"You're figuring out different options to address the problems in front of you and then ideally ending with the best solution given the environment with which you live," Ms. Campbell said.

Linda Komnick is managing partner and leader of the physician integration and leadership practice at WittKieffer, an executive search and advisory firm. Earlier in her career, she served in leadership roles at Mercy Hospital & Medical Center in Chicago, including the roles of director of ambulatory care and as associate vice president of administration.

Ms. Komnick said she's observed the dyad model become more prevalent over time. While she recalls a time when medical directors and nursing directors were a large part of dyad leadership, she is now seeing this alignment amongst C-suite roles. 

"We've seen this expand over the number of years, in terms of the partnership between the chief clinical officer role and the chief operations officer, as the physician leader has become much more involved in strategic leadership," Ms. Komnick said. "But I have to qualify that to say, too, in many organizations it is a triad model with the chief nursing officer."

She noted that she has seen these partnerships involving C-suite members in service lines at health systems, but also at medical practices that are integrated within a health system.

"Healthcare is highly matrixed, and that hierarchical shift to more matrices has been a significant change breaking down barriers in creating these [dyads]," Ms. Komnick added. 

Shelly Carolan, who heads up WittKieffer's commercial healthcare (i.e., for-profit) practice, told Becker's she has also seen the evolution of the dyad leadership model as roles become more synergistic and work more closely together.

"To set this leadership model up for success it is critical that the organization aligns their strategic goals and KPIs and recruits talent that has the right leadership characteristics and competencies for the role," Ms. Carolan said.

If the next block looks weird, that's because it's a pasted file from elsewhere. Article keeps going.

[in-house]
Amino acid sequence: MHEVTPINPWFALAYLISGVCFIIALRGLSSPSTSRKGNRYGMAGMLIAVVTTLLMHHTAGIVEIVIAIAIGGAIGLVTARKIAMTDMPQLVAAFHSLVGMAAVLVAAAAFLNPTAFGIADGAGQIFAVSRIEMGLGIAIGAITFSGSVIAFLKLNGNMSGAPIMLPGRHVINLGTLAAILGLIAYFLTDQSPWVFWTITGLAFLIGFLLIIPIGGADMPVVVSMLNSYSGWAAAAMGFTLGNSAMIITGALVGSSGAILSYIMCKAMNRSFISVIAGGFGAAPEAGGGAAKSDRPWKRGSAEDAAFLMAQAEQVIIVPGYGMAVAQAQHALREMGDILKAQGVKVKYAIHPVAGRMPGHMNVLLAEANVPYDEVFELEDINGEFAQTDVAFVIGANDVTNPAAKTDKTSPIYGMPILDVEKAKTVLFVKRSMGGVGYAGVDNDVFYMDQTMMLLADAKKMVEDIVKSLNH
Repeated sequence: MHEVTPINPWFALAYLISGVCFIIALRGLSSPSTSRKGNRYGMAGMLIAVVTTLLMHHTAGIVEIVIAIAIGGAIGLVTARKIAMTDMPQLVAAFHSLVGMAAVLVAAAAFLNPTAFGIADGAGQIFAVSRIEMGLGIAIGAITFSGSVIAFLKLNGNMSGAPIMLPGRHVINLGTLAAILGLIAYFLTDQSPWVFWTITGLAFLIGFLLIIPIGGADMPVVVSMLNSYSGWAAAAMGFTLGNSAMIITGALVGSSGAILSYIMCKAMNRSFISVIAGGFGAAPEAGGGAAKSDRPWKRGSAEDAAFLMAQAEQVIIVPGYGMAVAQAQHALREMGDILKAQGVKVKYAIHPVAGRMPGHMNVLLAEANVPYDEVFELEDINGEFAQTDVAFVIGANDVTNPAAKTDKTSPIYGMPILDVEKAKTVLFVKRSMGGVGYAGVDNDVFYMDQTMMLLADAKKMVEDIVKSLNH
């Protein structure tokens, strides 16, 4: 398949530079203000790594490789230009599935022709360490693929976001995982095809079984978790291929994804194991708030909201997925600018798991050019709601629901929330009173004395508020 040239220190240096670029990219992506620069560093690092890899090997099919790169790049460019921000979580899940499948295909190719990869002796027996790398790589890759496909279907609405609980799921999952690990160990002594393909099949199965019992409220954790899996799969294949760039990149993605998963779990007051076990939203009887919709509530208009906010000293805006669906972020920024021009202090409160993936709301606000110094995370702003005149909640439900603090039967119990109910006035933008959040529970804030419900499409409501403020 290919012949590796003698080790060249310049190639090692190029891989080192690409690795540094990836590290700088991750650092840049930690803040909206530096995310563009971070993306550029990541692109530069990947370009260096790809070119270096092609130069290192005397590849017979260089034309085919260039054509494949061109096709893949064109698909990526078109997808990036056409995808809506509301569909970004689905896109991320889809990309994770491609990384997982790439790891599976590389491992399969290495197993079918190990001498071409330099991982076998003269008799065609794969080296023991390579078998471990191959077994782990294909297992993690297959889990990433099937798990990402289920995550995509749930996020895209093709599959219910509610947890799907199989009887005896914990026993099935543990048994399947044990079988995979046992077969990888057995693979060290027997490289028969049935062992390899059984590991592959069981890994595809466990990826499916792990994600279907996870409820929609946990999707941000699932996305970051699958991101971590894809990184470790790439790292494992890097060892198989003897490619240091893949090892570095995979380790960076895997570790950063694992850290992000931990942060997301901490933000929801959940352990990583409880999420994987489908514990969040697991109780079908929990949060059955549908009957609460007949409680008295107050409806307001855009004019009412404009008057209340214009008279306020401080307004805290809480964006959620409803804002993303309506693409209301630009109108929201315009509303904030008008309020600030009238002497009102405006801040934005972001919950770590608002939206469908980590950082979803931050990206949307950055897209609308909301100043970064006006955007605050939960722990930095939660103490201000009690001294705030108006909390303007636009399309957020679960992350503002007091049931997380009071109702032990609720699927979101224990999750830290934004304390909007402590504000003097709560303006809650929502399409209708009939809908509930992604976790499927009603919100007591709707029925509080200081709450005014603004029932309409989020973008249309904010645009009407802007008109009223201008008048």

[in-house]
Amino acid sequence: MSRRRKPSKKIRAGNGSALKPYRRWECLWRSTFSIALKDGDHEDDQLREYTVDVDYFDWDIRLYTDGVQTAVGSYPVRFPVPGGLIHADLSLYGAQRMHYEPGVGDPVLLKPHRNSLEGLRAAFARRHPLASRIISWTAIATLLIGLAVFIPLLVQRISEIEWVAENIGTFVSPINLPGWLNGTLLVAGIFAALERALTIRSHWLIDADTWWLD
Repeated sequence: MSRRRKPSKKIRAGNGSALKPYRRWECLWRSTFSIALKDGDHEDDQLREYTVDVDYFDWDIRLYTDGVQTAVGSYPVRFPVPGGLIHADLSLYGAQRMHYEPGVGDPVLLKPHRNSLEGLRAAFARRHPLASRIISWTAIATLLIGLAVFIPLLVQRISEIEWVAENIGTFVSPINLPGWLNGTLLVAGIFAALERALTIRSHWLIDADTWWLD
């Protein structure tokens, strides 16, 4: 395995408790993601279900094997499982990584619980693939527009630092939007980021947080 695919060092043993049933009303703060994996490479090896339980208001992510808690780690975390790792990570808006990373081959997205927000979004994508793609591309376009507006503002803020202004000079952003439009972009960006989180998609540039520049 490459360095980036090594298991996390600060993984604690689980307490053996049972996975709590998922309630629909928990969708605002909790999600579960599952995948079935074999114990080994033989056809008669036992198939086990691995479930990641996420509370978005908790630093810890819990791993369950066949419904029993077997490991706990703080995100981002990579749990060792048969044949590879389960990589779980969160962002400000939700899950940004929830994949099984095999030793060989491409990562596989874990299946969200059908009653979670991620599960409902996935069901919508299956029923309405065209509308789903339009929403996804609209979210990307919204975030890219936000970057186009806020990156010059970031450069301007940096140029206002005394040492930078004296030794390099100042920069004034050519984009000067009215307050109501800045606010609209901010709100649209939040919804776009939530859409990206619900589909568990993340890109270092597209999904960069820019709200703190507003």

It's difficult to quantify the number of medical groups or healthcare organizations using the dyad leadership model. However, Ms. Carolan said she's seen a tremendous amount of interest in the model and inquiries about it from independent medical groups — for example, inquiring about potentially adding a COO to their practice.

This is "so they can either better align with the integrated hospital system or better compete in their marketplace in today's challenging environment," Ms. Carolan said.

Patrice Weiss, MD, a physician executive consultant for WittKieffer, is a professor of clinical OB-GYN  at Nashville, Tenn.-based Vanderbilt University Medical Center and previously served as executive vice president and chief medical officer at Roanoke, Va.-based Carilion Clinic.

Dr. Weiss said the pandemic showed that "healthcare is really a team sport and we need all participants on the team doing their jobs, taking responsibility, but also having an appreciation and recognizing what others are doing."

She particularly sees the benefits of dyad leadership in terms of bringing together clinical and administrative perspectives to move initiatives forward. This could include staffing, particularly during the COVID-19 pandemic.

"How do you take care of the ICU unit when you have more patients than beds? And every day, it feels like you had a decreasing medical workforce," Dr. Weiss said. "It's one thing for the clinicians to say, 'We need to do X,Y or Z with these patients. They need this bed, they need this unit, they need this clinical care. But somebody has to work to make that happen. And I think that's where you need both the clinical expertise and the administrative savvy to pull together the whole package."

She also gave the example of tackling a goal like decreased readmissions. 

"There's a whole clinical piece that needs to happen in making sure that the patient's being discharged has the right follow-up," she said. "But administratively, you need to make sure that there are all the right resources in place. So, for example, are there the office and day-to-day functions in place that when that patient calls the office, they get that follow-up appointment in 72 hours? Who makes sure the patient with congestive heart failure gets the scale and checks their weight? That's an example where you need both operations and the clinical judgment pulling together." 

The dyad leadership model will likely continue showing up at healthcare organizations, experts agree. It remains to be seen how the model will continue to evolve.